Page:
Many studies have shown ketamine to be a promising treatment for those suffering from severe depression, but figuring out how to safely administer the drug has been a challenge for researchers. One hopeful delivery method was a nasal spray device because of its ease-of-use and the fact that it is less invasive than other methods such as injection.
But a new Australian study published in the Journal of Psychopharmacology reveals some unexpected problems with the nasal spray method. In particular, the study shows the unpredictable nature of intranasal ketamine tolerance from one person to the next.
“It’s clear that the intranasal method of ketamine delivery is not as simple as it first seemed,” said lead author Professor Colleen Loo at the University of New South Wales (UNSW), who is based at Black Dog Institute.
“Many factors are at play when it comes to nasal spray ketamine treatments. Absorption will vary between people and can fluctuate on any given day within an individual based on such things as mucous levels in the nose and the specific application technique used.”
The pilot trial aimed to analyze the effectiveness of repeated doses of ketamine through an intranasal device amongst 10 volunteers with severe depression, ahead of a larger randomized controlled trial.
First, the participants were given extensive training in proper self-administration techniques before receiving either a course of eight ketamine treatments or an active control over a period of four weeks, under supervision at the study center.
Following the observation of each patients’ initial reaction to the nasal spray, the dosages were adjusted to include longer time intervals between sprays.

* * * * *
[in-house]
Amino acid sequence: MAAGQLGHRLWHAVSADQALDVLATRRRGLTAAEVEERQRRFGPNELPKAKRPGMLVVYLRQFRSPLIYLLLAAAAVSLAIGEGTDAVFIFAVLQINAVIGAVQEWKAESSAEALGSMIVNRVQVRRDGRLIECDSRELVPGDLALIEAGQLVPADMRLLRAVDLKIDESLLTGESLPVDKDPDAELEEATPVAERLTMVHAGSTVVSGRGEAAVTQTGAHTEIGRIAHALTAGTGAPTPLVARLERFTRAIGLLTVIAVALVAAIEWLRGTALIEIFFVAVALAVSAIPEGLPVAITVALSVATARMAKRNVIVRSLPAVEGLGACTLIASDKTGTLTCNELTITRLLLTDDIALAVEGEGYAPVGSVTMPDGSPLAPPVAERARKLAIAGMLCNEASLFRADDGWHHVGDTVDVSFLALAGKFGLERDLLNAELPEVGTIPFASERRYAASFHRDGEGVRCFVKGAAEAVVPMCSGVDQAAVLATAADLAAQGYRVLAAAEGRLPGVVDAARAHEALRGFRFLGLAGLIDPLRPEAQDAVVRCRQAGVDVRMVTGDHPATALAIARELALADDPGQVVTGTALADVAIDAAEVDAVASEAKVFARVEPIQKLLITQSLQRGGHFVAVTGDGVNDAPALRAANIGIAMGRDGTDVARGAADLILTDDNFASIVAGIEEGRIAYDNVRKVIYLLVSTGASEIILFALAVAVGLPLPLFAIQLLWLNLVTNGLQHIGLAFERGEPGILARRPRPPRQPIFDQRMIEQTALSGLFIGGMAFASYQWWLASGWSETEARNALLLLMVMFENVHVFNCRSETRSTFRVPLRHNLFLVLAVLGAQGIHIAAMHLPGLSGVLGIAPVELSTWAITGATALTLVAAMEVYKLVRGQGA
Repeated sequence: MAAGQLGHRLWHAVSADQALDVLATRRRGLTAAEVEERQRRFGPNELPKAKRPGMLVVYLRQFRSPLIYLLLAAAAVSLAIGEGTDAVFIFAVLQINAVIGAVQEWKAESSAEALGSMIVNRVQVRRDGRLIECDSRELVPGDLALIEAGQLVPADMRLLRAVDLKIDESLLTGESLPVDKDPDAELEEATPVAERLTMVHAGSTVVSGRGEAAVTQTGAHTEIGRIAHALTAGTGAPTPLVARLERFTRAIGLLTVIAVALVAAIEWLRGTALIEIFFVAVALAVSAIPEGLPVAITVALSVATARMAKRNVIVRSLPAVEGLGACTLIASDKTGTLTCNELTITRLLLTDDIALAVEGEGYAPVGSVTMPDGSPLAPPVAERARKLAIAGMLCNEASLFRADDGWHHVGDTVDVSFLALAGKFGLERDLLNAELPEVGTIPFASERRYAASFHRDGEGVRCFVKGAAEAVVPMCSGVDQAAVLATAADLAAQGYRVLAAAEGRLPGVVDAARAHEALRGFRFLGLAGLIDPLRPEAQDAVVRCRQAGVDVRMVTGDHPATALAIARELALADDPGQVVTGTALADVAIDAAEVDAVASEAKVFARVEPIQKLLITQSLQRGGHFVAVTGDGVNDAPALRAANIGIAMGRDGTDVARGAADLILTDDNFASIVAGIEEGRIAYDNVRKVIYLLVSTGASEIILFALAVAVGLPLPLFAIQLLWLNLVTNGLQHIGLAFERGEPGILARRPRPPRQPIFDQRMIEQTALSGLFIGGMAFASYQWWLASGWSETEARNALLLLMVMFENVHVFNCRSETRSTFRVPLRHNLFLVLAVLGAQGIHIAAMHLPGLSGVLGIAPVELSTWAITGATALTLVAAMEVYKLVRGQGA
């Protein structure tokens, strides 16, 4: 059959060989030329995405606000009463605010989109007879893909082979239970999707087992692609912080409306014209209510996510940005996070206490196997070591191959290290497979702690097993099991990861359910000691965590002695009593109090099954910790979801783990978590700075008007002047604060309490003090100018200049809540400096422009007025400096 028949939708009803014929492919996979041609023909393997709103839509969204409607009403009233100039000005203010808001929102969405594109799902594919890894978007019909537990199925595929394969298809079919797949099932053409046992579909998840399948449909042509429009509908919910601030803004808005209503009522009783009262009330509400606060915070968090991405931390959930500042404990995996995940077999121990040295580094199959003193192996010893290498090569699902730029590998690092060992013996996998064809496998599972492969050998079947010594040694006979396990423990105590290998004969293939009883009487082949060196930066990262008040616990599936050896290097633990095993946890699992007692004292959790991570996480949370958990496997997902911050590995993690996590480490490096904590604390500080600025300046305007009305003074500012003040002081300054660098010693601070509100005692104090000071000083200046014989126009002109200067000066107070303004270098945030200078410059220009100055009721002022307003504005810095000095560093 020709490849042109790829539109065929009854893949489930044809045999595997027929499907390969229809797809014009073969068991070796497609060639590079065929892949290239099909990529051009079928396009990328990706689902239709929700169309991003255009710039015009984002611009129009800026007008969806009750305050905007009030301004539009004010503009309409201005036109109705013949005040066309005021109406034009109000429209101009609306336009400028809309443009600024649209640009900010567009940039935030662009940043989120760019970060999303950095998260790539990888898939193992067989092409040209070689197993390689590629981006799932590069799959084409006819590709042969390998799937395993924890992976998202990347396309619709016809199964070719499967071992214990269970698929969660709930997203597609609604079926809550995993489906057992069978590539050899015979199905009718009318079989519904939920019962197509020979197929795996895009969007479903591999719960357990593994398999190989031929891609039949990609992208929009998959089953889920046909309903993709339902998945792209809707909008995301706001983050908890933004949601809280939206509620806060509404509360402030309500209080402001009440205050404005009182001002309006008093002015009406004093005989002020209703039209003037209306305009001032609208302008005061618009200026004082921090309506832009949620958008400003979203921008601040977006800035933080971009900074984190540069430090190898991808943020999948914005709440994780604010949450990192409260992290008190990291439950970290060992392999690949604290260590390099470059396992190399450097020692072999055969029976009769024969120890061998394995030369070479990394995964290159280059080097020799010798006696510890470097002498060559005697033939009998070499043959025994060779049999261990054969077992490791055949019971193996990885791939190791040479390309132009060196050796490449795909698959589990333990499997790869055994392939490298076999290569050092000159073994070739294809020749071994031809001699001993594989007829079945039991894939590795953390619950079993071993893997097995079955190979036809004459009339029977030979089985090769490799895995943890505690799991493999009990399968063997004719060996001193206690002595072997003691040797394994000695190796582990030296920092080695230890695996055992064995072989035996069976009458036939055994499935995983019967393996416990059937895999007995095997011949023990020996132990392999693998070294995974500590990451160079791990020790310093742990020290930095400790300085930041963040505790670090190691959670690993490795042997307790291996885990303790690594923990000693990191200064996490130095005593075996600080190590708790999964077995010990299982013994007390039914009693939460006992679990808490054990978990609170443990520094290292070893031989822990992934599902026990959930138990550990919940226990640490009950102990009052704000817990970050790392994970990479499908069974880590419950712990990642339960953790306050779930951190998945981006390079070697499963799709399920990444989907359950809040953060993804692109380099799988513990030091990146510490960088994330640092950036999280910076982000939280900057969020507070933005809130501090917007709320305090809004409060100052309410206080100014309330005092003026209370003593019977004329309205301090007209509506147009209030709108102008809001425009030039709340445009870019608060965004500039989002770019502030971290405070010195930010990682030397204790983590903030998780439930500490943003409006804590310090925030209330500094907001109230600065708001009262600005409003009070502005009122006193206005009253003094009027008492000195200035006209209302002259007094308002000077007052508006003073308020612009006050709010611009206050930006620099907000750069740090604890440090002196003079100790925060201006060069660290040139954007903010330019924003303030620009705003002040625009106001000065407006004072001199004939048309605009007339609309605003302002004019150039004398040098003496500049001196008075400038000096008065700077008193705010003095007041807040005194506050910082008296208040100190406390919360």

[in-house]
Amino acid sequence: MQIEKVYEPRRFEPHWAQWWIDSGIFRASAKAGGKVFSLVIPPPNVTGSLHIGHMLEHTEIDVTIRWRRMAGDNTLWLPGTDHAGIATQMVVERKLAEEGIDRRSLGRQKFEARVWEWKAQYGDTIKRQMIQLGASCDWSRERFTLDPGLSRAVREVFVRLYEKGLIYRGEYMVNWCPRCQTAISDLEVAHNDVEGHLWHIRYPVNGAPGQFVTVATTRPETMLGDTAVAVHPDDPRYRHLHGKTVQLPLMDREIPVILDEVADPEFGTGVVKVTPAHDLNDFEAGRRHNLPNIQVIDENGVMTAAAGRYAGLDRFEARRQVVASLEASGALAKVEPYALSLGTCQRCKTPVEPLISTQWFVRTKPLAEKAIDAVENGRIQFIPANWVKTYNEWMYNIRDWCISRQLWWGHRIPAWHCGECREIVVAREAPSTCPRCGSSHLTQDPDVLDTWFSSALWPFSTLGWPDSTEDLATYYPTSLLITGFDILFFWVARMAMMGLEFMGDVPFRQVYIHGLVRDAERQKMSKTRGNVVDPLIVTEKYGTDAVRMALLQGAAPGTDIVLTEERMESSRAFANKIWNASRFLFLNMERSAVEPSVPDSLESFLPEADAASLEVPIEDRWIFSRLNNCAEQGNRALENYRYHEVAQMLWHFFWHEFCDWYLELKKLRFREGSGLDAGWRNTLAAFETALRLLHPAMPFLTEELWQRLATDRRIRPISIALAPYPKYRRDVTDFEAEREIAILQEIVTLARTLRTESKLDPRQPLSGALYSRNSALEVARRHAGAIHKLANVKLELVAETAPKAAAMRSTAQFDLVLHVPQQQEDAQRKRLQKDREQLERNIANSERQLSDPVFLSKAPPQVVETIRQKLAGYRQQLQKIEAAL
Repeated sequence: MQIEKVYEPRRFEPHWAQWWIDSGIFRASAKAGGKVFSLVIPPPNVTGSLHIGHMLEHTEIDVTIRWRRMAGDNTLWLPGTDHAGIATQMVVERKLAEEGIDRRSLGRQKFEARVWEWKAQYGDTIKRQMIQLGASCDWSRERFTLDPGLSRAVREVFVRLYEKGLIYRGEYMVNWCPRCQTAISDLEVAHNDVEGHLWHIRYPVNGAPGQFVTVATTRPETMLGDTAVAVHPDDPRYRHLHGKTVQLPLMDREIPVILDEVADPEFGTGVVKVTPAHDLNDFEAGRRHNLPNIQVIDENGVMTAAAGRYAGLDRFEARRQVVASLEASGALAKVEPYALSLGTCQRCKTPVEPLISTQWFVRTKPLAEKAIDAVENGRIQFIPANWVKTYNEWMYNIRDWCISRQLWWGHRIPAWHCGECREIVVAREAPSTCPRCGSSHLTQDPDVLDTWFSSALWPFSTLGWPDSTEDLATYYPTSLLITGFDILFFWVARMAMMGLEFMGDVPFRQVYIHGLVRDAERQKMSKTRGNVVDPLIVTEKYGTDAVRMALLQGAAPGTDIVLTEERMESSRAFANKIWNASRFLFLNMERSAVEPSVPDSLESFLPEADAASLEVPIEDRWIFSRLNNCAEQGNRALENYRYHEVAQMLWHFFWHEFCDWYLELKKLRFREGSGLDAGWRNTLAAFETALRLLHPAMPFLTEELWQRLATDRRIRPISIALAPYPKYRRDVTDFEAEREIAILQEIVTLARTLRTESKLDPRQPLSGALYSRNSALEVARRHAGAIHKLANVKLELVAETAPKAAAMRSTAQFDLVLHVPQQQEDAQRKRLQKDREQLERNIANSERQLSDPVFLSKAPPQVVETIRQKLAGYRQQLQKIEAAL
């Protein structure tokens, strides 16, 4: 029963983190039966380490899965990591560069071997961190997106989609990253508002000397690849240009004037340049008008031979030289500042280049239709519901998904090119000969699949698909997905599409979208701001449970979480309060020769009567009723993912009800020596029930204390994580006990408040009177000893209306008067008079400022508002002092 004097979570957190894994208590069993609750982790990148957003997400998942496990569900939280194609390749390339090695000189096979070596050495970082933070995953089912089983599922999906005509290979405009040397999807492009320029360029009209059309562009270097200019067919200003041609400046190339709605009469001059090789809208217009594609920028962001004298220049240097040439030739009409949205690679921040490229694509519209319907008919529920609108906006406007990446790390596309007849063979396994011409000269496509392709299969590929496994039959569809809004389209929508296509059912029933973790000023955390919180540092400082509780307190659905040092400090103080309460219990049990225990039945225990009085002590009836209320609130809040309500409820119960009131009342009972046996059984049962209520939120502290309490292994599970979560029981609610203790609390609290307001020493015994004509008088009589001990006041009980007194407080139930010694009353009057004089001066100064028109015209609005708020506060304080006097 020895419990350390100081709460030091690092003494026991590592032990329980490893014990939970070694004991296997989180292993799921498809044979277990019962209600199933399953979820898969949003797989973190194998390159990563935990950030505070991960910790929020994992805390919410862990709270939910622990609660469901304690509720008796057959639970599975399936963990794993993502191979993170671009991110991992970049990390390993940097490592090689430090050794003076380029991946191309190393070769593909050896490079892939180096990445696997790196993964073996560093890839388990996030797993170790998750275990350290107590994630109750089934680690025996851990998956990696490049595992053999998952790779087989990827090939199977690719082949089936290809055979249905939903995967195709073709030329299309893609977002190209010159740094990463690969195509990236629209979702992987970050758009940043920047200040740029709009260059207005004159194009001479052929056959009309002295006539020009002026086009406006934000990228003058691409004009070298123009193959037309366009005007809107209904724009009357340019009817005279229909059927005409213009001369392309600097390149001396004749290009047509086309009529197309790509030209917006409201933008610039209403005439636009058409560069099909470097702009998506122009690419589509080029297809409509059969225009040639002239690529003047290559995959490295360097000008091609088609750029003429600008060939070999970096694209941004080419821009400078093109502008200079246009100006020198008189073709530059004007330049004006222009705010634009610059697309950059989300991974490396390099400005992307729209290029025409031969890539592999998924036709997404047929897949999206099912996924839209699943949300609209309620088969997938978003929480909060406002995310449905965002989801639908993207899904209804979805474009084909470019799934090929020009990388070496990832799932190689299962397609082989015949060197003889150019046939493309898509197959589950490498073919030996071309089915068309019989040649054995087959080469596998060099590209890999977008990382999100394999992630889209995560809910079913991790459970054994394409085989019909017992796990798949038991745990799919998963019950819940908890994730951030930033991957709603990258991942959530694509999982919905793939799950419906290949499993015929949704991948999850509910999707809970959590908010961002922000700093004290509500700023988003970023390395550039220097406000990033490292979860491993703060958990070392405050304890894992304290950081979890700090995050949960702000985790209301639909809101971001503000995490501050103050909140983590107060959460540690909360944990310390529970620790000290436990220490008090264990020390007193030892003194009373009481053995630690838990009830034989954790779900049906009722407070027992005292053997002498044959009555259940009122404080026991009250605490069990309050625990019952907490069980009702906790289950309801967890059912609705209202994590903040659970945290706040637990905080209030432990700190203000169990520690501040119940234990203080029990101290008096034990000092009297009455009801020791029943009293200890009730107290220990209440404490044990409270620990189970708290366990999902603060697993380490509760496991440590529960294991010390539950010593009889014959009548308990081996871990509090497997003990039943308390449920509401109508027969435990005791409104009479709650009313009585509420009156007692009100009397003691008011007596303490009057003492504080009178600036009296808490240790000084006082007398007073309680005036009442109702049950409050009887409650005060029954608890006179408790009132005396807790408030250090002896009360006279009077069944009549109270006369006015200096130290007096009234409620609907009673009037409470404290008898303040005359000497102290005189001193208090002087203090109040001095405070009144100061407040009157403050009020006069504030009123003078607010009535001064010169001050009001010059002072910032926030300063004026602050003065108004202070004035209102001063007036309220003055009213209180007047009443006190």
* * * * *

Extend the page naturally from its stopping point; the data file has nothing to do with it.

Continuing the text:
However, the trial had to be put on hold after testing with five participants resulted in unexpected problems with tolerability. Side effects included high blood pressure, psychotic-like effects, and motor incoordination which left some participants unable to continue to self-administer the spray.
“Intranasal ketamine delivery is very potent as it bypasses metabolic pathways, and ketamine is rapidly absorbed into the bloodstream,” said Loo. “But as our findings show, this can lead to problems with high peak levels of ketamine in some people causing problematic side effects.”
“Other recent studies have questioned whether changes to ketamine’s composition after being metabolised into derivative compounds may actually deliver useful therapeutic effects. It remains unclear whether ketamine nasal sprays can be safely relied upon as a treatment for patients with severe depression.”
Previous research led by Loo last year revealed the success of ketamine’s antidepressant effects in elderly patients when delivered in repeated doses, which were adjusted on an individual basis and given by the subcutaneous method (injections under the skin).
“Our prior research has shown that altering the dose on an individual patient basis was important. However, we wanted to see if a simpler approach using a set dose of ketamine for all people and administered by nasal spray could work just as well in this latest pilot,” said Loo.
“More research is needed to identify the optimal level of ketamine dosage for each specific application method before nasal sprays can be considered a feasible treatment option.”
The researchers are now recruiting participants for the world’s largest independent trial of ketamine to treat depression, to determine the safety and effects of repeated dosing using subcutaneous injections.
Source: University of New South Wales